Construction completed on the world’s longest railway tunnel
25 July 2016 • Author(s): Renzo Simoni, CEO of AlpTransit Gotthard Ltd.
Following 17 years of construction, the new Gotthard Base Tunnel was ceremonially opened on 1 June 2016. Measuring 57km-long it is not only the world’s longest railway tunnel but also a unique masterpiece of engineering. Renzo Simoni, CEO of AlpTransit Gotthard Ltd., the company tasked with construction, provides an insight on the colossal tunnel structure work and the different stages of the project.
The Gotthard Base Tunnel extends from the north portal at Erstfeld, in the canton of Uri, to the south portal at Bodio, in the canton of Ticino. The main tunnel is 57km-long and consists of two single-track tubes that are 40m apart and connected to each other every 325m by a cross-passage. When all the connecting passages, access adits and shafts are added together, the complete tunnel system measures more than 152km. With a rock overlay of up to 2,300m, the Gotthard Base Tunnel is the world’s deepest railway tunnel and has virtually no gradients, with the highest point lying at 550m above sea level.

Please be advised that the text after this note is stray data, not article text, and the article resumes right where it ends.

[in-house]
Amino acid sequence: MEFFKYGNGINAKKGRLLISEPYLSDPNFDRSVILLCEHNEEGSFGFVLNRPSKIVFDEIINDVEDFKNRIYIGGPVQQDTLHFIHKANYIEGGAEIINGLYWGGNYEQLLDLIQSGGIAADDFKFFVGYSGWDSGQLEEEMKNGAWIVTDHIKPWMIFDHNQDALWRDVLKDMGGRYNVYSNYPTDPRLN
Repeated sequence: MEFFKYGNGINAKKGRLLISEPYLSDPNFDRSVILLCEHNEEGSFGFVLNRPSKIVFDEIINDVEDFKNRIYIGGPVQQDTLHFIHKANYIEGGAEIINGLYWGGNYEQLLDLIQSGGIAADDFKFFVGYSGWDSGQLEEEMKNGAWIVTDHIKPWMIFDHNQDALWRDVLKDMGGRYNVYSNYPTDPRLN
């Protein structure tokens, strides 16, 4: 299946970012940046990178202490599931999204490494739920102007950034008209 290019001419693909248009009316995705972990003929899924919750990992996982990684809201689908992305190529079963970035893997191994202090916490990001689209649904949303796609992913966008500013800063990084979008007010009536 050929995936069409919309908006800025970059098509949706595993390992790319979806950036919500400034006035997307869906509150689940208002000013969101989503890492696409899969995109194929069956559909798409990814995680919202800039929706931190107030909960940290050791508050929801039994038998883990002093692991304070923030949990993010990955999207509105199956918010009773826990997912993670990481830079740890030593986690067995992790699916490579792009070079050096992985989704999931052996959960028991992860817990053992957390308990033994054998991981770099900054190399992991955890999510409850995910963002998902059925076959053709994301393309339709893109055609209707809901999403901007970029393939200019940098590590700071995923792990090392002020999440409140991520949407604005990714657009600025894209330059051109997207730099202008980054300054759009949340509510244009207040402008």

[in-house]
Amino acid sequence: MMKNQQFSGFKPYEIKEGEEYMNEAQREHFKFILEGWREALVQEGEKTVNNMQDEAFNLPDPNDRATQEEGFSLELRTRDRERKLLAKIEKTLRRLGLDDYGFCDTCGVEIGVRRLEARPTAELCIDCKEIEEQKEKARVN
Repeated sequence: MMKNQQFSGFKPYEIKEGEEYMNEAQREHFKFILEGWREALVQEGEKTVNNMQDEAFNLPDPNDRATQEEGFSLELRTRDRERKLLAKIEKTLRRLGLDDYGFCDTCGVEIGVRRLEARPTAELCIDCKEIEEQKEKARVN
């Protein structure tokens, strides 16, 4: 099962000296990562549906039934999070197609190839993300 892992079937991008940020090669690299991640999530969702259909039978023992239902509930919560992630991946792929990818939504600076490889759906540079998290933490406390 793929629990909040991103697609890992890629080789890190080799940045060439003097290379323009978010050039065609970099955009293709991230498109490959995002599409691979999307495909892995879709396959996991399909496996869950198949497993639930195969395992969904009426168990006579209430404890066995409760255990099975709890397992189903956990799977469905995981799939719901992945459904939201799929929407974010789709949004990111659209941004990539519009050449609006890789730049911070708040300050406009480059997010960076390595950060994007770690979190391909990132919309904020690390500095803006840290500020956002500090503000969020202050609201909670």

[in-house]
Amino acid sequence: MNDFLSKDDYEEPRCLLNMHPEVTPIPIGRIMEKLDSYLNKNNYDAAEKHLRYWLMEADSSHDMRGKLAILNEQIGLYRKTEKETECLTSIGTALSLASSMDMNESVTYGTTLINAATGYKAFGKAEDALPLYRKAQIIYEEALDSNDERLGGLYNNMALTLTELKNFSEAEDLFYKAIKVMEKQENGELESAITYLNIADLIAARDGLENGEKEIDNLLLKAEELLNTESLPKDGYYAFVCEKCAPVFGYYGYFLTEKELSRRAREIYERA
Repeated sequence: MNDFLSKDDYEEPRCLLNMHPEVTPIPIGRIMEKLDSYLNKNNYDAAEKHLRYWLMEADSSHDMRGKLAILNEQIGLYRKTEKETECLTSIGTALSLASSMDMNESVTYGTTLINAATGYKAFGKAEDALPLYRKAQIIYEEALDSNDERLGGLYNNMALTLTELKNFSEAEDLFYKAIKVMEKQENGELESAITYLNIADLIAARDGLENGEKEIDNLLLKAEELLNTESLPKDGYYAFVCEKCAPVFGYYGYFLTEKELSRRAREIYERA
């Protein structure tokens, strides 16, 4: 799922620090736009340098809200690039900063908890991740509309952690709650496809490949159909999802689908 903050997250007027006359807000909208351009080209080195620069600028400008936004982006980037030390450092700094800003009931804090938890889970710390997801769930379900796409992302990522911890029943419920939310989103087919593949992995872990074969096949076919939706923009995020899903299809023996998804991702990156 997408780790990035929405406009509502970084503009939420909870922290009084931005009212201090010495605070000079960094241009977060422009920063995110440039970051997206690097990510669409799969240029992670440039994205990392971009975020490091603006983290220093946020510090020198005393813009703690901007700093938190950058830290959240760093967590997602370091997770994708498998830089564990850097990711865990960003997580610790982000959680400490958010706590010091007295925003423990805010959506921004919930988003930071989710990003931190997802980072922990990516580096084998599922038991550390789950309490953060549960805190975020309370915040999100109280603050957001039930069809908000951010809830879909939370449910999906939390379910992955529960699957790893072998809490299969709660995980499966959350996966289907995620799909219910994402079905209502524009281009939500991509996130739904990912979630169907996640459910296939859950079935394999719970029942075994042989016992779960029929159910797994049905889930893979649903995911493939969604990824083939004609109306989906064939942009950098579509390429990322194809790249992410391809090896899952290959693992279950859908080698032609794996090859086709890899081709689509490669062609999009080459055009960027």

Two multifunction stations, beneath Faido and Sedrun, divide both tubes into three sections approximately equal in length. In these multifunction stations the trains can cross over from one tube into the other and stop in an emergency. For construction purposes, the Gotthard Base Tunnel was divided into five sections. To save time and costs, construction work on the individual sections was coordinated and, for some of the time, carried out simultaneously.
The tunnel structure
To construct the Gotthard Base Tunnel the miners had to cut through highly diverse rock strata: from hard granite to highly fragmented sediments. Eighty percent of the driving in the main tubes was performed by tunnel boring machines and 20% by conventional drilling and blasting. A total of 28.2 million tonnes of excavated rock was transported out of the tunnel. The underground temperature was as high as 45°C. At peak times around 2,400 people worked on the tunnel construction sites, with the work taking place on a 24h three-shift basis…